Facilities Salaries and Compensation
Salary benchmarks for 34 facilities management job titles.
- Building Automation
- Ceilings, Furniture & Walls
- Doors & Hardware
- Equipment Rental & Tools
- Energy Efficiency
- Facilities Management
- Grounds Management
- Fire Safety/Protection
- Maintenance & Operations
- Plumbing & Restrooms
- Power & Communication
How to Make Roofing Projects Work
OTHER PARTS OF THIS ARTICLEPt. 1: This PagePt. 2: Specifying Roofing Options Based on Facility NeedsPt. 3: Roofing Projects: The Importance of Contractor Pre-Constuction MeetingsPt. 4: Selecting a Contractor for Roofing Projects
Maintenance and engineering managers should not undertake roofing projects lightly. The projects in institutional and commercial facilities can be messy and disruptive to building occupants and visitors. They can quickly become a nightmare. They eat up large quantities of time, labor and money. They seldom go smoothly, and when completed, they often do not live up to expectations. So it is not surprising that managers put off most roofing projects as long as possible.
Roofing projects do not have to be that way. Managers can plan and perform the projects in ways that will help minimize disruptions. To achieve this goal, managers need to get involved well before the decision is made to replace or recover a particular roof, and they need to stay involved throughout the entire project, including the resolution of any warranty issues. By doing so, managers can greatly improve the odds that their roofing project will succeed.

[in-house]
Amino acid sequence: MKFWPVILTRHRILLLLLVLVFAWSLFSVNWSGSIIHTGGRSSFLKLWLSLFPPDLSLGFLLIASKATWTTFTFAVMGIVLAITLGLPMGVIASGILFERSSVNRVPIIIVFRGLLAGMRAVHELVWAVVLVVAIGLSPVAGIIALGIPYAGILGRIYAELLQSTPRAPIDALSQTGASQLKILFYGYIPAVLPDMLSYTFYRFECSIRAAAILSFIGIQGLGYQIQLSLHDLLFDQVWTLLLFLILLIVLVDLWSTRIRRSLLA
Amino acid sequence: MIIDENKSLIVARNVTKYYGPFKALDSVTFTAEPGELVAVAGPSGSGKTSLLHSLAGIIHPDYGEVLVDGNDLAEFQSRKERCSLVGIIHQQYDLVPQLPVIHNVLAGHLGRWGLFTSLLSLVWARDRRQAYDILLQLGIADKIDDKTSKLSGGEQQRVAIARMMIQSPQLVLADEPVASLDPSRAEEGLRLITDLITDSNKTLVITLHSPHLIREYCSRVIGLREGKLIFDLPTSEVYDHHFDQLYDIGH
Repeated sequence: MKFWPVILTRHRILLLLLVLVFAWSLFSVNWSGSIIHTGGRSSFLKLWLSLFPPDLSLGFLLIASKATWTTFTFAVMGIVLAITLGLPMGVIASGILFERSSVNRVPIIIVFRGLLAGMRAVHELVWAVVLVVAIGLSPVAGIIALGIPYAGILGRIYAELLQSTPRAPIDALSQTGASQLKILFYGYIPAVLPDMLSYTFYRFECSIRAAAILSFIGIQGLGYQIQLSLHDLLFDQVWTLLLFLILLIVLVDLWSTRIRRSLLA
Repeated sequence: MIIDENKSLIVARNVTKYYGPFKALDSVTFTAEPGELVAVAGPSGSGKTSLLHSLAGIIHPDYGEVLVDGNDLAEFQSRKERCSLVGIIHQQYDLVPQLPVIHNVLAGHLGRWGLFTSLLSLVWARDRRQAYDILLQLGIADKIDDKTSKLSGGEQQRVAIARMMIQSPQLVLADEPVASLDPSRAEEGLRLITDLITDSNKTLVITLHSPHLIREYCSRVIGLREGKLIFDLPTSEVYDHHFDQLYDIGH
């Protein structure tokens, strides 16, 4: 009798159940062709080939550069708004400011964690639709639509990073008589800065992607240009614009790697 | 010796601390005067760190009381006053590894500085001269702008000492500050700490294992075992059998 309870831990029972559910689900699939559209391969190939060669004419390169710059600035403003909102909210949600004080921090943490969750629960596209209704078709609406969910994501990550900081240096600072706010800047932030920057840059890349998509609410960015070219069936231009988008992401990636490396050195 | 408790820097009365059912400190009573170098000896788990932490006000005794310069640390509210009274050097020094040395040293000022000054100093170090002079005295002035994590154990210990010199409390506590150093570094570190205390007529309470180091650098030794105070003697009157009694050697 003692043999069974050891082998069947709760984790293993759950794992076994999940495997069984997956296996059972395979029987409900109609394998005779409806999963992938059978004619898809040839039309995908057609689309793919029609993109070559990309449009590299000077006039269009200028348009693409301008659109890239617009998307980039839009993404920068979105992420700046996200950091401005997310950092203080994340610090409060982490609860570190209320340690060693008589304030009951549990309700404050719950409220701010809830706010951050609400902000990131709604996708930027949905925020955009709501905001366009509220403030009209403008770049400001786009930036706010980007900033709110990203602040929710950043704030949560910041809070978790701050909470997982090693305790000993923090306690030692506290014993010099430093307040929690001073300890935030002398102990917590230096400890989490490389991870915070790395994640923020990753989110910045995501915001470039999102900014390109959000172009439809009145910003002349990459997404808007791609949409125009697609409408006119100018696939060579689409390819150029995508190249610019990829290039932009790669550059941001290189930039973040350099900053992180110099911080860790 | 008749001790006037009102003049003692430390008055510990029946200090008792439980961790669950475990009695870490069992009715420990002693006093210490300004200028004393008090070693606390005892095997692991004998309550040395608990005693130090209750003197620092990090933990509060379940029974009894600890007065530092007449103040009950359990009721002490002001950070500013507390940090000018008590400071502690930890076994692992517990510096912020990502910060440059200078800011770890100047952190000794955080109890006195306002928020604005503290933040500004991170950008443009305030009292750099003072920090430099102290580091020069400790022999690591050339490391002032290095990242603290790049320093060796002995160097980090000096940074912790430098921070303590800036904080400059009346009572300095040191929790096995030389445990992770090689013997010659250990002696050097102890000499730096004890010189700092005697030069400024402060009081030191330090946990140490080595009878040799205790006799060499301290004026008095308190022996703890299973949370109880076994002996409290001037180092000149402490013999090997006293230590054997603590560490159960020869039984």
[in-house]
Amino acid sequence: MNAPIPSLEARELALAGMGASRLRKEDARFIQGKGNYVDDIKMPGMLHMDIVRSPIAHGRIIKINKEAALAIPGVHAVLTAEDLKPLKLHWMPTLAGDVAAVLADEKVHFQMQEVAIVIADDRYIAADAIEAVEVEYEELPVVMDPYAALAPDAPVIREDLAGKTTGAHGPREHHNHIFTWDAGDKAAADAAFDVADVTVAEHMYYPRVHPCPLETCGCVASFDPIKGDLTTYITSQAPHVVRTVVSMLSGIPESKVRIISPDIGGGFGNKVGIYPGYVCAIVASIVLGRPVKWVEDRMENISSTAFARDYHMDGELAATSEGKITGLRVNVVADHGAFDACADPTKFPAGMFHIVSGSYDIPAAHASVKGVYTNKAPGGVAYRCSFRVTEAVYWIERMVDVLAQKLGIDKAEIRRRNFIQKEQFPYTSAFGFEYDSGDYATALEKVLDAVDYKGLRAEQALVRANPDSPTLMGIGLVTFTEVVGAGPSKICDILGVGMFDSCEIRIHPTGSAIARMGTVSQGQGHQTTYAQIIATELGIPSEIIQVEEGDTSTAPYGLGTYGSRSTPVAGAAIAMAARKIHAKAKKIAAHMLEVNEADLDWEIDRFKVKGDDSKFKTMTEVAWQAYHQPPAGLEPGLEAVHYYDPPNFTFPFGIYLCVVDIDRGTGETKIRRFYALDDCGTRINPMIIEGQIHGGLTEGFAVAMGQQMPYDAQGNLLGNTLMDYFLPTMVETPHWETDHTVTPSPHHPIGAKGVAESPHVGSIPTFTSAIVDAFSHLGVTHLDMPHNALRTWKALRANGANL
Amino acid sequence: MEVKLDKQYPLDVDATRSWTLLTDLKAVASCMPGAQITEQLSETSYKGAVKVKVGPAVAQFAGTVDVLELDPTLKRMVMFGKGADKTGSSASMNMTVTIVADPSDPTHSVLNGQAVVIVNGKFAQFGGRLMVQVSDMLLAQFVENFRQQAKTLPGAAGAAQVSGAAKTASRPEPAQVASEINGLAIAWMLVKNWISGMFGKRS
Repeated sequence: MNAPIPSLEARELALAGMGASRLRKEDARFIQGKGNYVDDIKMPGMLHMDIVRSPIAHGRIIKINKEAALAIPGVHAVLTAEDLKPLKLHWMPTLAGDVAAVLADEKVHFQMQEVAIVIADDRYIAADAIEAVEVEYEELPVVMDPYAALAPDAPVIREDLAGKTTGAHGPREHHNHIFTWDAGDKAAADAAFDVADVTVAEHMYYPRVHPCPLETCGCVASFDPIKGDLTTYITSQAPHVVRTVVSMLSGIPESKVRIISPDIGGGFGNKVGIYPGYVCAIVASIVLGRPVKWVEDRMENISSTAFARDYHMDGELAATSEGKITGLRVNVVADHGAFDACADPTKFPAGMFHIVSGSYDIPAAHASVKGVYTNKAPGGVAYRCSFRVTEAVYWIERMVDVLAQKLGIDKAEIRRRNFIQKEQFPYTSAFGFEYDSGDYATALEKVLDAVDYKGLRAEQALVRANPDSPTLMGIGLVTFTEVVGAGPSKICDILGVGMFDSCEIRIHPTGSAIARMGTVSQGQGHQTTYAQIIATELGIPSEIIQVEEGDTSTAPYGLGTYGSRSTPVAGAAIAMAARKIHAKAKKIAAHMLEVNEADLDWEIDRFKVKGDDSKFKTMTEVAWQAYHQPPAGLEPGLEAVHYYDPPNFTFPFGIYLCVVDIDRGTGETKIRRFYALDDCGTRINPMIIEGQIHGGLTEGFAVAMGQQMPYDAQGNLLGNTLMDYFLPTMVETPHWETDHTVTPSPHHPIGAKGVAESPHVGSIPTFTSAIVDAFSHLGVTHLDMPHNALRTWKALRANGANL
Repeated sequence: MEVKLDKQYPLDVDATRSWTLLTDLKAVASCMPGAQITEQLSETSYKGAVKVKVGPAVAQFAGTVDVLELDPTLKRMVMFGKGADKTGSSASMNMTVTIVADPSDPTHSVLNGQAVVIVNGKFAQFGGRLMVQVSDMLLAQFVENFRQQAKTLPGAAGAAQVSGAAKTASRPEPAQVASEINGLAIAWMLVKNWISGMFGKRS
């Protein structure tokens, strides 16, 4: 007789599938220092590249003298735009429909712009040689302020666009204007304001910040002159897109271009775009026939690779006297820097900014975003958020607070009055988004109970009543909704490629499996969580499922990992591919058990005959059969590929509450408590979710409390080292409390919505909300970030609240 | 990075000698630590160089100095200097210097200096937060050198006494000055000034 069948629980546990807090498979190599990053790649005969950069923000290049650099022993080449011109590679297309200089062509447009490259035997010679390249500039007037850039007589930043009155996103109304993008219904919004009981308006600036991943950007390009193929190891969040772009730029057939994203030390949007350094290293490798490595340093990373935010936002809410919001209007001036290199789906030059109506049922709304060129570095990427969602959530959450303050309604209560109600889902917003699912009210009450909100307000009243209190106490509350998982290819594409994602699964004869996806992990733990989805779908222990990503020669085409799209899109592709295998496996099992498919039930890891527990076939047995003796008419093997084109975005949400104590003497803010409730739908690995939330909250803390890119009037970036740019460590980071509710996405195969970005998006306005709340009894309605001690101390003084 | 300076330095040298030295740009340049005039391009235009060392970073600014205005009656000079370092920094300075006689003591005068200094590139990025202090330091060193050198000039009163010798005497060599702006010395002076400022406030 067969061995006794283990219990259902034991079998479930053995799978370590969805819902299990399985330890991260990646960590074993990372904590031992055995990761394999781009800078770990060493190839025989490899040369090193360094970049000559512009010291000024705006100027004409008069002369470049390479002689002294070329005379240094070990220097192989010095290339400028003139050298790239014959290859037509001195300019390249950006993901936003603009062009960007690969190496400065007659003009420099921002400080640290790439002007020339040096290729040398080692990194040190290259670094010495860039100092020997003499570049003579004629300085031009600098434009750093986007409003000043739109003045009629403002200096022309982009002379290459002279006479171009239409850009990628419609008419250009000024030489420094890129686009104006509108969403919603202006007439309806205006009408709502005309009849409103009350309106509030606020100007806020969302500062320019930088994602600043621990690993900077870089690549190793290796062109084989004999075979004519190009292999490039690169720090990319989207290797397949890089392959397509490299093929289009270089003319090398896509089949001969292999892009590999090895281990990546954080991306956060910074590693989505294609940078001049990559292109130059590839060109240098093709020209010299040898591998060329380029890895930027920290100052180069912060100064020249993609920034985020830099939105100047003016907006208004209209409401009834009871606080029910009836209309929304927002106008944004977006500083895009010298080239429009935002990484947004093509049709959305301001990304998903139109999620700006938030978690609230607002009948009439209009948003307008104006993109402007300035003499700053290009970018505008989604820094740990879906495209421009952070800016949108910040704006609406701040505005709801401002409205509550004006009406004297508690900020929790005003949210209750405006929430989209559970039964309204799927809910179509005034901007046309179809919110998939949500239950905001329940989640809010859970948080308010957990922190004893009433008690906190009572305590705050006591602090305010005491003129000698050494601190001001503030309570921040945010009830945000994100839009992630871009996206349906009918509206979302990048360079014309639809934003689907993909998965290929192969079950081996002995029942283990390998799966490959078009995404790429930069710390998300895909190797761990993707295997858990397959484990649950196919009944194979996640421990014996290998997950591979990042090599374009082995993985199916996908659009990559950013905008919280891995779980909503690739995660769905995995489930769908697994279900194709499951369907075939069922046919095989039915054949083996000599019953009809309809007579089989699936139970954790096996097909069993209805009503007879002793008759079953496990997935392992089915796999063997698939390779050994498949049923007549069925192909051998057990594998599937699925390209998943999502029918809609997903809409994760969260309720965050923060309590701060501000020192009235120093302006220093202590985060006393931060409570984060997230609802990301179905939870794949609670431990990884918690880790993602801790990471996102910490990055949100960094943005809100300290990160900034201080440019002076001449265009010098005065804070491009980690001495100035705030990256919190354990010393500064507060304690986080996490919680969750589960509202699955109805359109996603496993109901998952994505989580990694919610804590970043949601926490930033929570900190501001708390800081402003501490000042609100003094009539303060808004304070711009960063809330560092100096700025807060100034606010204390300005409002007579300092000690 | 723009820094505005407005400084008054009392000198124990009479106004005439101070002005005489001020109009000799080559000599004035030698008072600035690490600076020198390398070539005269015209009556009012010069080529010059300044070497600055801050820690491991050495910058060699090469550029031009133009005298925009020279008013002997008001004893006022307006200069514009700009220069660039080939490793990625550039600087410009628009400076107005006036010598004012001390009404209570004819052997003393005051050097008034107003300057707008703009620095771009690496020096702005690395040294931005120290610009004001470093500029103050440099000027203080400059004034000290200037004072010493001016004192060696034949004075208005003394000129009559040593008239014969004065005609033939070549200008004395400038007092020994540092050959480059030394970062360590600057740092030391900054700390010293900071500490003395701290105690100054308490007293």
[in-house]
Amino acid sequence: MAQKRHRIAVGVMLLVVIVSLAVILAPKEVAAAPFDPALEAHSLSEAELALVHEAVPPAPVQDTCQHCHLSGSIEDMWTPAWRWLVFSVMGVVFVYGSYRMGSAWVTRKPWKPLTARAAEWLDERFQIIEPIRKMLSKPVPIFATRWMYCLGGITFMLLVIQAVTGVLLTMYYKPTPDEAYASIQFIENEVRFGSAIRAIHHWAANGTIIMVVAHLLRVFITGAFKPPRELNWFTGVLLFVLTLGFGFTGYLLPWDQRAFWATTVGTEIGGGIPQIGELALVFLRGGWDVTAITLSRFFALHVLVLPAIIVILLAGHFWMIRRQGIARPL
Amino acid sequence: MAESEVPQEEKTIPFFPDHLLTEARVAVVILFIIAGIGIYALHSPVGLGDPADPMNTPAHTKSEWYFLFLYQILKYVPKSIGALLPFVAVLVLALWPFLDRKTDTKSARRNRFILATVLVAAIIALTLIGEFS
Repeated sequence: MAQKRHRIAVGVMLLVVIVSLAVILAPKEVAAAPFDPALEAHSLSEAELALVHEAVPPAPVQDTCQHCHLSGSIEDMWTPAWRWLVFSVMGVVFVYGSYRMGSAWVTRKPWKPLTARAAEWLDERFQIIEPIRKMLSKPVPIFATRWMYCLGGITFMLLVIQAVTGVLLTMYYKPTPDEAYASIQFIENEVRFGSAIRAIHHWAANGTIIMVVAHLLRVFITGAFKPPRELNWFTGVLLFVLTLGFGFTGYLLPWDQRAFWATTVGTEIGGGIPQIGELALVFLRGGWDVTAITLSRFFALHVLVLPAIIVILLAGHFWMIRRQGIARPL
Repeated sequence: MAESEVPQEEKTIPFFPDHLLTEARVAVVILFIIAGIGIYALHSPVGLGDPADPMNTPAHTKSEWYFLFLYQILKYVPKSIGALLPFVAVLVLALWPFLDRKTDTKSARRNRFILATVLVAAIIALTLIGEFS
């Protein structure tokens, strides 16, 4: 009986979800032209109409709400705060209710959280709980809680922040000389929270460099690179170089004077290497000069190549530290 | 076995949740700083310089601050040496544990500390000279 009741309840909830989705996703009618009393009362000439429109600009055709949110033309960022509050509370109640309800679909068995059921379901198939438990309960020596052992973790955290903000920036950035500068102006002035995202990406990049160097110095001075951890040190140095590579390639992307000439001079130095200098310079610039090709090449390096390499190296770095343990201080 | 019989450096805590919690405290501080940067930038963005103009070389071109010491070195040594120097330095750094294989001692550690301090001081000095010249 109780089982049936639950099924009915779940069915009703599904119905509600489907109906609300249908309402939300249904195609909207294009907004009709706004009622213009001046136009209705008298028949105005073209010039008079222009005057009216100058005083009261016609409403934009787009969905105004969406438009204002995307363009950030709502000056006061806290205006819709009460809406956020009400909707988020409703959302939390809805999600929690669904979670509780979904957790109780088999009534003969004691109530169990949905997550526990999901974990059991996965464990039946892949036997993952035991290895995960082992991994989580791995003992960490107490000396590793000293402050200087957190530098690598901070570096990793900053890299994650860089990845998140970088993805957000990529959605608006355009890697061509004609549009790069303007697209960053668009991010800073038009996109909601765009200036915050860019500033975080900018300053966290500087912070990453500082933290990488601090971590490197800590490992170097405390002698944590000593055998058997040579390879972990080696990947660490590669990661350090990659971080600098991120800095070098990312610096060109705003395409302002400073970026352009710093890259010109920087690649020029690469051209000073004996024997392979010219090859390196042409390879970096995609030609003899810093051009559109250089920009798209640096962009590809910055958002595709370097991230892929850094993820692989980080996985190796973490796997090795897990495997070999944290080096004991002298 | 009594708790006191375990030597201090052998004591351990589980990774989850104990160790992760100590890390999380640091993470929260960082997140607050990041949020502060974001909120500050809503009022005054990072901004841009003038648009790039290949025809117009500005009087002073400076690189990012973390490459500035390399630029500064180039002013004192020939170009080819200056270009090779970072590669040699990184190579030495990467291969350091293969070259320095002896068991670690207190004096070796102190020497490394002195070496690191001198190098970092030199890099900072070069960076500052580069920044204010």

Looking for trouble
The planning for roofing projects starts well before signing the contract. Roof problems begin on day one of a new roof, and they accelerate as the roof ages. Roofs rarely fail suddenly, but they do give warning signs.
Blisters form, seams lift, flashing pulls away, and surfaces alligator. Not recognizing the warning signs or failing to take action when they are noted only means the roof — not the manager — will be the one picking the time for a replacement project.
One early step in the planning process is to schedule regular roof inspections — typically, once in the fall after the roof has weathered the extremes of summer heat and once in the spring to check for damage from ice and snow. Additional inspections should occur after major weather events that might have damaged the roof. Managers should file their resulting reports in such a way that inspectors can compare current to past inspections and more easily track deterioration. This history provides insights into the rate of deterioration.
Roofs have finite life spans. Even if a roof has not yet developed major, visible issues, it is a good practice to start developing plans for its eventual replacement. This step will prevent managers from having to rush the replacement project in the event of a failure.
Managers will have more options when it comes to replacement if they have planned for replacement ahead of time. Options evaporate when the situation becomes an emergency.
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